With 14 Orioles games in the books, it's not really time to step back and take stock in the young season. Still, if the early going has taught us anything, it's that the O's -- and every club in the American League East -- will have their depth tested and their work cut out for them if they're going to be among the last teams standing.
Here are some of your most popular questions regarding the Orioles, who will head to Boston on Friday for the start of a tough seven-game road trip that ends in Toronto.
Will the Orioles make Zach Britton a starter? It only seems fair given how well he's performed and how the rotation has struggled.
-- Tim B., Norfolk, Va.
It's an enticing thought and a question I've received countless times already this season, which is a testament to how great Britton has been. The 26-year-old hasn't allowed a run in 11 1/3 innings, and he looks like a completely different pitcher out of the bullpen. That's why I'd be hesitant to move him, and it's why the Orioles believe Britton has more value in relief, giving the club some great innings in close games.
Britton's three innings were the highlight of Wednesday's 3-0 win over the Rays, and he was publicly a candidate for a starting spot this spring. But he never made a start longer than two innings, and the O's never planned on him being part of the rotation out of camp, barring an injury.
I think that case still exists here, and the preference is to leave Britton in the bullpen, where he's a serious weapon as a lefty who can get right-handers out and potentially be a late-inning force. Britton and Brian Matusz are two huge threats for the opposition, and I think they'd be hesitant to put Britton back in the rotation. Britton is throwing harder and is more confident out of the 'pen, and that success doesn't automatically translate in a starting role. Unless there's an injury and no other viable candidates, which could happen, I'd expect Britton to stay in relief for the time being.
I thought the addition of Steve Lombardozzi was a fantastic grab, and he's proven his worth early on in the season. Has he made Ryan Flaherty expendable as the primary utility role player once Manny Machado returns?
-- Paul O., Woodbridge, Va.
Lombardozzi has been impressive, I agree. But when Machado returns, I don't think it will change things for Flaherty as much as it will for Jonathan Schoop, who would likely be the odd man out. Either Lombardozzi or Flaherty will start at second base on any given night, and the other player will be the utility man off the bench. Both have shown some exceptional defensive skills and versatility to give manager Buck Showalter options late in a game.
What's the timetable on Machado? When will he rejoin the team?
-- Scott S., Columbia, Md.
Machado ran the bases on Wednesday in Sarasota, Fla., which was his last step, and he's working to play in a couple of extended spring games, which could happen when the team is on the road. Showalter hinted that Machado's rehab assignment won't be as long as the 20 days dictates, barring a setback, because Machado has been hitting and fielding since Spring Training. The key is to have the 21-year-old adjust to the game pace, and my guess is he could be an early May addition.
If the Orioles are in contention in August, do you see Kevin Gausman and Dylan Bundy playing an everyday role, or is 2015 the true goal for both of them?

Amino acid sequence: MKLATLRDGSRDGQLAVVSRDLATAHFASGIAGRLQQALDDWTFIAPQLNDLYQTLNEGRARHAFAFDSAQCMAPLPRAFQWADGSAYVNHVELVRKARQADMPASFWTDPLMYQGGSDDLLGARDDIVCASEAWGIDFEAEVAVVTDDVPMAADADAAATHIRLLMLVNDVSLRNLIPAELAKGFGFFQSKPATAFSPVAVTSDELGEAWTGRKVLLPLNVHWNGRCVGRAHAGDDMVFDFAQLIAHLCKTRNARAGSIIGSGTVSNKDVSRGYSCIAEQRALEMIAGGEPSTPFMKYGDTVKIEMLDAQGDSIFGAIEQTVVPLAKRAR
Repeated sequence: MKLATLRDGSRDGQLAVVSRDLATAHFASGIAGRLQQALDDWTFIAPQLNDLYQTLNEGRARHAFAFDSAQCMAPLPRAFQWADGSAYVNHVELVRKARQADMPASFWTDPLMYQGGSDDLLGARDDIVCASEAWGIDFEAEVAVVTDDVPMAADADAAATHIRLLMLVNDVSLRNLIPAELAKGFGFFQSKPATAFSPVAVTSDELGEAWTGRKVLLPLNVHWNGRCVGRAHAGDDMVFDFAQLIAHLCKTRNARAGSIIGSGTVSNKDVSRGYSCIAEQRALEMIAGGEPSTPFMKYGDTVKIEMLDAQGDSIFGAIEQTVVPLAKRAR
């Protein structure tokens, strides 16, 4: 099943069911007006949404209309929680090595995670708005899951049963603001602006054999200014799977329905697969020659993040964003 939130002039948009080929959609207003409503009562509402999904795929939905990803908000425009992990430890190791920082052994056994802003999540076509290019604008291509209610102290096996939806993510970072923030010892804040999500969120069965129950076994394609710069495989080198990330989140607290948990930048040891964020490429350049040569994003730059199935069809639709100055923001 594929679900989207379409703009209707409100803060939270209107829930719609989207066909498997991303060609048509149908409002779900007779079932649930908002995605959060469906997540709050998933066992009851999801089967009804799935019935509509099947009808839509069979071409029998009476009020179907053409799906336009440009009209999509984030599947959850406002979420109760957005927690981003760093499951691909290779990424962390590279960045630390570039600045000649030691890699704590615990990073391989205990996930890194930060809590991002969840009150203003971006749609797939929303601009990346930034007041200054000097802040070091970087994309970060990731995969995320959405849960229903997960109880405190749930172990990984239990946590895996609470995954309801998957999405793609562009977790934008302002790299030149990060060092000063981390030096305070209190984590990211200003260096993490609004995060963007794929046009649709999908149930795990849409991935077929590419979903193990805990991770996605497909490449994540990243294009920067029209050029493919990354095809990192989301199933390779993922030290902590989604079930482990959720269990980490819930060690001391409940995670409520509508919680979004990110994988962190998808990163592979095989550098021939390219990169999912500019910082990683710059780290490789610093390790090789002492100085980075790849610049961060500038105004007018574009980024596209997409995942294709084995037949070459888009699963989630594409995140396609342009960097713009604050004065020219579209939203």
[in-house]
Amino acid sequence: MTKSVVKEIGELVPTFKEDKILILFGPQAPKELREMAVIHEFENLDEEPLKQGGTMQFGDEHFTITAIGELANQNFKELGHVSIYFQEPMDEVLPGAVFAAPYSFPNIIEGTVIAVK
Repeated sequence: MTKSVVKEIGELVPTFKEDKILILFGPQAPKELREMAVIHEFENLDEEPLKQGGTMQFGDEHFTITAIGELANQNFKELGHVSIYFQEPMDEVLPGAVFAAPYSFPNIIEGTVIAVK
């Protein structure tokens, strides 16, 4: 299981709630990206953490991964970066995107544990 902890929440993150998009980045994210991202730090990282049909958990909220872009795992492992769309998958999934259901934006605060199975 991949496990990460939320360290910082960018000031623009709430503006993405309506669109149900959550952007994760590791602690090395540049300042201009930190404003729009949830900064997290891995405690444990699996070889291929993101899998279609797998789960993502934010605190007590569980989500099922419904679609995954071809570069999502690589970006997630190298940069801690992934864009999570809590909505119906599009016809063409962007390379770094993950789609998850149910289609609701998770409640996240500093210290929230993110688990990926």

-- Bernie B., Largo, Md.
First, Gausman and Bundy have to get into a position to help the team before you can pencil them in as a second-half boost. Gausman, who was sick earlier in the season, didn't last four innings in his last Triple-A start, as Showalter said Gausman reportedly dealt with a blister that developed on his right hand. Obviously, Gausman is well thought of in the organization, but he'll need to string together some successful outings at Triple-A Norfolk before the Orioles consider a callup. And that will also depend on the needs of the big league club.
Bundy is in a little different situation since he's rehabbing from Tommy John surgery. He has started to spin the ball, which is a big step in his progression, and he will incorporate his breaking ball shortly in his bullpen sessions. But the right-hander will have to, even more so than Gausman, prove he can help the O's, as Bundy has just 1 2/3 Major League innings under his belt.
A guy who could be a viable option sooner than Bundy and Gausman? It's Johan Santana, who continues to throw live batting practice, and he's considered ahead of Bundy's projected timeline right now. Whether the two-time AL Cy Young Award winner can return to form is yet to be seen, but Santana is certainly worth keeping an eye on.
It seems Showalter isn't using Darren O'Day as his go-to setup man. I know there haven't been a ton of opportunities, but Evan Meek and Ryan Webb seem to be getting those chances before him. Has O'Day been demoted?
-- Rusty, McLean, Va.
Not at all. If you look at O'Day's game logs by innings, it reads like this: 8, 8, 9, 10 and 9. So it's not like the righty is pitching any earlier in games. I think it's partially a product of Showalter wanting to see what he has in new pitchers Meek and Webb and him trying to determine how his bullpen could -- in a perfect world -- slot as a bridge to closer Tommy Hunter.
Showalter is also trying to determine who can pick up the ninth if Hunter is unavailable. O'Day is and will continue to be a late-inning option for the Orioles, and the club is hopeful that some of the things he worked on this spring -- namely defending himself against right-handed hitters -- will help give Showalter more flexibility in terms of when to use him. So far, O'Day has thrown five scoreless innings, which doesn't seem like he's been demoted to me.
Brittany Ghiroli is a reporter for MLB.com. Read her blog, Britt's Bird Watch, and follow her on Facebook and Twitter @britt_ghiroli. This story was not subject to the approval of Major League Baseball or its clubs.